The Orthodox Jewish young-earthers are entirely different. They don't want to confront the issue at all. They'll toss out a vague rejoinder to science, such as that the world was created to look old, or that the laws of science were different back then, but they don't really want to delve into any of these positions and have to develop them, and they are not particularly committed to them. That's why in Rabbi Moshe Meiselman's 800 page book about Torah and science, he doesn't even present any suggestion as to when the dinosaurs lived.

And so regarding mammoths, although a rabbi might say that the world was created to look old, complete with fossils, he's not so committed to that view, he's just saying that to have some kind of rejoinder. He's just as ready to say that scientists don't know what they're talking about, or that the laws of science have somehow changed in such a way as to make things look older than they are, or whatever - he's not interested in actually developing a full-blown approach and certainly not in dealing with the actual available evidence.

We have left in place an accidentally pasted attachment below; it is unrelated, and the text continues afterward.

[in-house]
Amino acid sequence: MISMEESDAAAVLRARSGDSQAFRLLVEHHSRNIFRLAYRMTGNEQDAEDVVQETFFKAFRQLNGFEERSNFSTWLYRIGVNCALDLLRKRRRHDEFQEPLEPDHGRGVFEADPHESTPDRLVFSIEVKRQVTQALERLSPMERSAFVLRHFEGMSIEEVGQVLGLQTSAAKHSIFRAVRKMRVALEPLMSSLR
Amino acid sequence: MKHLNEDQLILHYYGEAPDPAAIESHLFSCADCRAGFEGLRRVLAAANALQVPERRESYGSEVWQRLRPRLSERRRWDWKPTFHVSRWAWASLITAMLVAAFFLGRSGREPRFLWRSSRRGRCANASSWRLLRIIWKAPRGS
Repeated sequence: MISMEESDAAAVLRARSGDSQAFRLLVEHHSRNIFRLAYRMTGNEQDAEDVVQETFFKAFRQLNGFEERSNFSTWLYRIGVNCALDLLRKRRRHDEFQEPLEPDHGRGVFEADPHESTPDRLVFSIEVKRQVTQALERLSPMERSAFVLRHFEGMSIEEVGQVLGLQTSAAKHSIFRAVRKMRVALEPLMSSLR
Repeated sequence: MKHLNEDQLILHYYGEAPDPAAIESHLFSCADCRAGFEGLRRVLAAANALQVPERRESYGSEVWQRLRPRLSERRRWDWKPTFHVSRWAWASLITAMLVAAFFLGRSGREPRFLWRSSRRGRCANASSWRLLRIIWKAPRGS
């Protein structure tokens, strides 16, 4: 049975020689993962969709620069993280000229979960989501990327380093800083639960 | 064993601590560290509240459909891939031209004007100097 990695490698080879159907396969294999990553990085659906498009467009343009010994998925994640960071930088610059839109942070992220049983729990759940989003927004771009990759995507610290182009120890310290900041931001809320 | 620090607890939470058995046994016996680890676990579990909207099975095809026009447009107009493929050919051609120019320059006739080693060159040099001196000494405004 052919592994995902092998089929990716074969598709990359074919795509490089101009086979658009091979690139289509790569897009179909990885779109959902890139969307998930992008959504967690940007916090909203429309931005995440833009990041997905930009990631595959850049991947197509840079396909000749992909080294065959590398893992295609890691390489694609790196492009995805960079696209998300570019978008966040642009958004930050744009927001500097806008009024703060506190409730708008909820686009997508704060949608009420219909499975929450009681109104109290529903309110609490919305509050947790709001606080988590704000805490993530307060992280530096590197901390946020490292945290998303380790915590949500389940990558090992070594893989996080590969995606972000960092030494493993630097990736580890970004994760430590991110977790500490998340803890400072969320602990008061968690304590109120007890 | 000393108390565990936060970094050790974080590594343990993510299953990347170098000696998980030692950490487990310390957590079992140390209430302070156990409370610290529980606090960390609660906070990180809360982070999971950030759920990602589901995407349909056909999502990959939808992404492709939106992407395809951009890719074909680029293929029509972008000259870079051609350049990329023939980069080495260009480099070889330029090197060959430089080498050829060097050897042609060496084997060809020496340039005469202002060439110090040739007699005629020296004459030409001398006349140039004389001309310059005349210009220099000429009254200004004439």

So you can forget about getting any hechsher on frozen mammoth!


See too this post: Confronting Dinosaurs

Don't forget to visit the Biblical Museum of Natural History this Sukkot, where you can check out our mammoth tooth and tusk! (And there's also a tour tomorrow morning at 11am). Book at www.BiblicalNaturalHistory.org.


Thursday, October 10, 2019

The Rabbi and the Mammoth

I can't believe it. In my last post, "Woolly Mammoths and the Jews," I forgot to mention the best bit!